Syrian conflict engulfs university campus

“There are many arrests and raids, especially against Sunni students excelling at their studies,” said an engineering student who gave her name only as “Amira”.


“The atmosphere is tragic… it is not easy to study when people are being killed everywhere,” she said.

“Emotionally, it is a feeling of daily humiliation because of inspections by our peers of the ‘loyal sect’,” she said, referring to the minority Alawite community to which President Bashar al-Assad belongs.

The complex sectarian make-up of the campus reflects that of the central city itself.

Sunnis consider themselves the true natives of Homs and never took kindly to the mass influx of Alawites, who adhere to a branch of Shiite Islam, in the late 1960s when a military coup brought Hafez al-Assad, Bashar’s father and predecessor, to power.

Another student, Abu Baha, 23, said the sectarian faultlines began to surface soon after a revolt against Assad’s rule erupted in March 2011, quickly morphing into a civil war in which according to the UN more than 60,000 people have died.

“With the beginning of the revolution, the university devolved into a fifth column of the security forces,” said Abu Baha.

The engineering student described plain-clothes security agents patrolling the campus while the army was deployed on rooftops to bombard neighbouring Baba Amr district in a fierce assault last year.

A disturbing phenomenon, he added, was the arming of pro-regime students.

“The student union became real shabiha (pro-regime militiamen), each one given a weapon and free reign to insult or arrest fellow students for uttering a single word about freedom,” he said.

Mainly divided along confessional lines, Homs has experienced the worst sectarian violence of the 22-month revolt.

Activists accuse the authorities of deliberately fomenting sectarian strife, pointing to a day in July 2011 when some 30 people from various confessions were killed in a bloodbath the regime blamed on the opposition.

All the students quoted in this article, interviewed online in coordination with an Al-Baath student in Beirut, said they had lost friendships during the conflict ravaging Homs, where opposition areas remain under army blockade.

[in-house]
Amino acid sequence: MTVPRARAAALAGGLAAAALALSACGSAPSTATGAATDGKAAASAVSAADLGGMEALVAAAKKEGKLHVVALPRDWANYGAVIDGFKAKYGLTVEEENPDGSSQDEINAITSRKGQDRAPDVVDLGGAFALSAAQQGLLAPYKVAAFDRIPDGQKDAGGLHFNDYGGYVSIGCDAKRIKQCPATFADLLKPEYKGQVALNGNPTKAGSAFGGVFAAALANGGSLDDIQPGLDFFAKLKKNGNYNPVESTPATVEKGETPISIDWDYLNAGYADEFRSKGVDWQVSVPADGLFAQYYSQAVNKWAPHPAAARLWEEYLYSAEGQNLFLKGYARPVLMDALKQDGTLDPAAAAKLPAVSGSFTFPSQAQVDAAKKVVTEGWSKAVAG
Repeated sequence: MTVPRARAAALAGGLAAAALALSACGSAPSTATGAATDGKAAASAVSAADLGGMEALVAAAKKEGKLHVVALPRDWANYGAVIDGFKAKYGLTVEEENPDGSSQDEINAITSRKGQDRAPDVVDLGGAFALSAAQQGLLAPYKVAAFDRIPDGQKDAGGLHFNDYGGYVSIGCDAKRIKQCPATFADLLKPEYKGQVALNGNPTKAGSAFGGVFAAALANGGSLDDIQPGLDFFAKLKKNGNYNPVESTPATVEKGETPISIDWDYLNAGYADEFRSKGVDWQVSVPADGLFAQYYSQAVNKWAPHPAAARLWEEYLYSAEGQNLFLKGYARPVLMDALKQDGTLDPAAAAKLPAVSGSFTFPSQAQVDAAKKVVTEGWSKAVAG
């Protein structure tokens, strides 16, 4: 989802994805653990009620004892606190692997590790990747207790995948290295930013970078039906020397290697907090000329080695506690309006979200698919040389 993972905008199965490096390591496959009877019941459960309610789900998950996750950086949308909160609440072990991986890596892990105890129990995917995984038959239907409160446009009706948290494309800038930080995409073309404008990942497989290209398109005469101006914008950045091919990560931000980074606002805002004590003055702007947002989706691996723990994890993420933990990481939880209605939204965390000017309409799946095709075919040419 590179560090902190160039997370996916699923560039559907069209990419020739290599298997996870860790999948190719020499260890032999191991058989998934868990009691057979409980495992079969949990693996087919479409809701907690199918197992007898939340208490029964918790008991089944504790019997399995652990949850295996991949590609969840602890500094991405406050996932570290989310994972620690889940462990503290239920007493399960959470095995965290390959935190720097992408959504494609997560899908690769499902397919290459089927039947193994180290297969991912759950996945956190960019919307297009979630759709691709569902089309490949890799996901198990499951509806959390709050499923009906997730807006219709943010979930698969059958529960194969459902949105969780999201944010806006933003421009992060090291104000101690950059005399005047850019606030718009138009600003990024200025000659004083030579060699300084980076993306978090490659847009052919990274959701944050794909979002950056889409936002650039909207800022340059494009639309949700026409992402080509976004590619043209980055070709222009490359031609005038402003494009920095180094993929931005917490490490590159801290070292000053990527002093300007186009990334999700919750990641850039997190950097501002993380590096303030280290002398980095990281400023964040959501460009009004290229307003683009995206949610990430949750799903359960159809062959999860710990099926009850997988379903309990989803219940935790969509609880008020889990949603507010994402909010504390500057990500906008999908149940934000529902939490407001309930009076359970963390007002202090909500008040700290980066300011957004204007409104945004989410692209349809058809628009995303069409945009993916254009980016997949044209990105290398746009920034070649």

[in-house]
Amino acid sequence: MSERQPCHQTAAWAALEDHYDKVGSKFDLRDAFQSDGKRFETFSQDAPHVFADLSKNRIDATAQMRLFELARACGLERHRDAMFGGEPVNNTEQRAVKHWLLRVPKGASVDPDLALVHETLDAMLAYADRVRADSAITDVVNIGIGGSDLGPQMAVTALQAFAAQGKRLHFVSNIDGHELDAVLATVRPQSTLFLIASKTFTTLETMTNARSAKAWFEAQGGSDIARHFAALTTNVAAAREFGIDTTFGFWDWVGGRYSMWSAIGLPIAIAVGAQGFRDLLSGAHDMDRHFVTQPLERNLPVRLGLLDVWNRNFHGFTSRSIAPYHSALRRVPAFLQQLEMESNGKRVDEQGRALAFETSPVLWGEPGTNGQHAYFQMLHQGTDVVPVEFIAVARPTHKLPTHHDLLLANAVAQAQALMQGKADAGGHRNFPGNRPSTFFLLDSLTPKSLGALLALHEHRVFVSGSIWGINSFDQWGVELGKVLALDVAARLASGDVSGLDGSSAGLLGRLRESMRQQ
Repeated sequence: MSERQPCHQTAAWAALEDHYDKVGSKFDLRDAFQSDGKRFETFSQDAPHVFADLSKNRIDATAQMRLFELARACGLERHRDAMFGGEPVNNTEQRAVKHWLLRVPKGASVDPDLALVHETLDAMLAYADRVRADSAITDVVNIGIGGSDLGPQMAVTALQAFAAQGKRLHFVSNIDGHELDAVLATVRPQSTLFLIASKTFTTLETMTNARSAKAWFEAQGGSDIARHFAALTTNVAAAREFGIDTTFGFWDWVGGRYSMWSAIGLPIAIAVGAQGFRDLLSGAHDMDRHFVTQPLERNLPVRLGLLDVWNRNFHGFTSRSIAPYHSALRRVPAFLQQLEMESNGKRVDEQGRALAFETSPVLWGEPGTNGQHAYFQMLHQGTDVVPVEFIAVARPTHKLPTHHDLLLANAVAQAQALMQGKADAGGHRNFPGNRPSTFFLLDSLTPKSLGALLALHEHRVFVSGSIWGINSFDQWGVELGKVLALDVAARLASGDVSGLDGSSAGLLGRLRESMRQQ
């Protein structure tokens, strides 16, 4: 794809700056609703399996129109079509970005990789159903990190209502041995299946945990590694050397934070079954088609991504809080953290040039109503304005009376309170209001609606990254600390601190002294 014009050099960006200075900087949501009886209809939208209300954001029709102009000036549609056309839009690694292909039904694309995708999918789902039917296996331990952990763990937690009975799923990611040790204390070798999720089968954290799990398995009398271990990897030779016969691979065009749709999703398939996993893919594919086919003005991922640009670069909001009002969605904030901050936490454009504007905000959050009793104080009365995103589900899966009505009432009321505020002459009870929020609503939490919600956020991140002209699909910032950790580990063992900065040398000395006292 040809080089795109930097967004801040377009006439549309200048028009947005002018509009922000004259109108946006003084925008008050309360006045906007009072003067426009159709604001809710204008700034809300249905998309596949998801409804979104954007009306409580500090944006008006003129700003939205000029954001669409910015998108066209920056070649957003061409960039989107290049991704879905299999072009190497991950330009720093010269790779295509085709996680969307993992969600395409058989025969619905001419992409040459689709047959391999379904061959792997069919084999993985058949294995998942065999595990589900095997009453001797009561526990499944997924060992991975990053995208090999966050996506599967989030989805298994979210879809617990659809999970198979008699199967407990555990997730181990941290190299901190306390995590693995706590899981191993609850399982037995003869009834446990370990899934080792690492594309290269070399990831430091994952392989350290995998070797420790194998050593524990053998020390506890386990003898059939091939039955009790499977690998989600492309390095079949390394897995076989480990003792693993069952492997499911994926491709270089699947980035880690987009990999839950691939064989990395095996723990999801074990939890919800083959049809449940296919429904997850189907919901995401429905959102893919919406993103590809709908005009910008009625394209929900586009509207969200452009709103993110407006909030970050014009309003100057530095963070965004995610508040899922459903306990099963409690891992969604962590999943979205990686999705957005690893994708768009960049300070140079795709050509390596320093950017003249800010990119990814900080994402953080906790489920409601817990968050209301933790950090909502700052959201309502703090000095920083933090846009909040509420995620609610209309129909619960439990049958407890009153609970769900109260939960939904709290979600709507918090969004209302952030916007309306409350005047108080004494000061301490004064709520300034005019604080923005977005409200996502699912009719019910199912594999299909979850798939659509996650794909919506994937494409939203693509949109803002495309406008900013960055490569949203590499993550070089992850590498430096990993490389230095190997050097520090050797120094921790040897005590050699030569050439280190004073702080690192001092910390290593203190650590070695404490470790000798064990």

Divisions became “more pronounced after repeated arbitrary arrests, usually because of reports by pro-regime students, most of them Alawite,” said engineering student Abu Mohammed.

“My relations with Alawite students were completely finished after I realised what they were doing.”

“On the days of massacres you find opposition students are upset while pro-regime students are ecstatic with victory,” Amira said grimly.

Professors too are embroiled in the conflict, whether in interrogating students or working to conceal their own personal views.

“Most are afraid to speak about the situation, but in my faculty there is an Alawite professor who spends 70 percent of his lectures provoking opposition students. No one dares challenge him because we would not graduate,” said Abu Baha.

One Al-Baath University professor, himself displaced from Homs, said he went into early retirement due to the prevailing stressful atmosphere and fear of being kidnapped or killed during his daily commute.

“Many students have dropped out. The only ones left are pro-government. The rest are called ‘those from traitorous areas’,” he said during an interview in Beirut, refusing to be named for fear of his safety.

Abu Mohammed naively thought the academic sphere was a safe zone to discuss the uprising when it first erupted.

“In December 2011 I was arrested on several charges, including collaborating with an armed group to kill the dean of the architecture faculty, because of a heated debate with a loyalist Alawite student.”

He was expelled from university and said he was imprisoned for one month without evidence. “Only then did I become truly conscious about the injustice in my country.”

But despite the difficulties, some students, among them Abu Qusay, remain hopeful about the future.

“Employment opportunities were always limited due to nepotism and most young Syrians had been planning to work abroad after graduation, but after the success of the revolution I expect job opportunities to be equal between all Syrians,” he said.

“I am optimistic about a bright future for me in my country.”